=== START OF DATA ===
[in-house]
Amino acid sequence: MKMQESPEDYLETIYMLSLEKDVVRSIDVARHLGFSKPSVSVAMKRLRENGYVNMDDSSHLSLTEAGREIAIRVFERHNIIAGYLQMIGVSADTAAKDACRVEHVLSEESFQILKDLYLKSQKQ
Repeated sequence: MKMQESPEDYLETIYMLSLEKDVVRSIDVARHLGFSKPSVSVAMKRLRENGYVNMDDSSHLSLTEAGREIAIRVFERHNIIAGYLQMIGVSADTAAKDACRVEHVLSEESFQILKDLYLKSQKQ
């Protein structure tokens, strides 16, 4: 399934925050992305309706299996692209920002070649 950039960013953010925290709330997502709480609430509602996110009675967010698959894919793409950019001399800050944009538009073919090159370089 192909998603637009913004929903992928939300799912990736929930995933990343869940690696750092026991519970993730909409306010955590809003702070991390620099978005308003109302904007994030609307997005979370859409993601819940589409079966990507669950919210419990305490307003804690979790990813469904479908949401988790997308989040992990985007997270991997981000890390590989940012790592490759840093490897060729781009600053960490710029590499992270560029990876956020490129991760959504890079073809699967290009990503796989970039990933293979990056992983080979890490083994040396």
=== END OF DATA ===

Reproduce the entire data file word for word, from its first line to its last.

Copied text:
[in-house]
Amino acid sequence: MKMQESPEDYLETIYMLSLEKDVVRSIDVARHLGFSKPSVSVAMKRLRENGYVNMDDSSHLSLTEAGREIAIRVFERHNIIAGYLQMIGVSADTAAKDACRVEHVLSEESFQILKDLYLKSQKQ
Repeated sequence: MKMQESPEDYLETIYMLSLEKDVVRSIDVARHLGFSKPSVSVAMKRLRENGYVNMDDSSHLSLTEAGREIAIRVFERHNIIAGYLQMIGVSADTAAKDACRVEHVLSEESFQILKDLYLKSQKQ
């Protein structure tokens, strides 16, 4: 399934925050992305309706299996692209920002070649 950039960013953010925290709330997502709480609430509602996110009675967010698959894919793409950019001399800050944009538009073919090159370089 192909998603637009913004929903992928939300799912990736929930995933990343869940690696750092026991519970993730909409306010955590809003702070991390620099978005308003109302904007994030609307997005979370859409993601819940589409079966990507669950919210419990305490307003804690979790990813469904479908949401988790997308989040992990985007997270991997981000890390590989940012790592490759840093490897060729781009600053960490710029590499992270560029990876956020490129991760959504890079073809699967290009990503796989970039990933293979990056992983080979890490083994040396």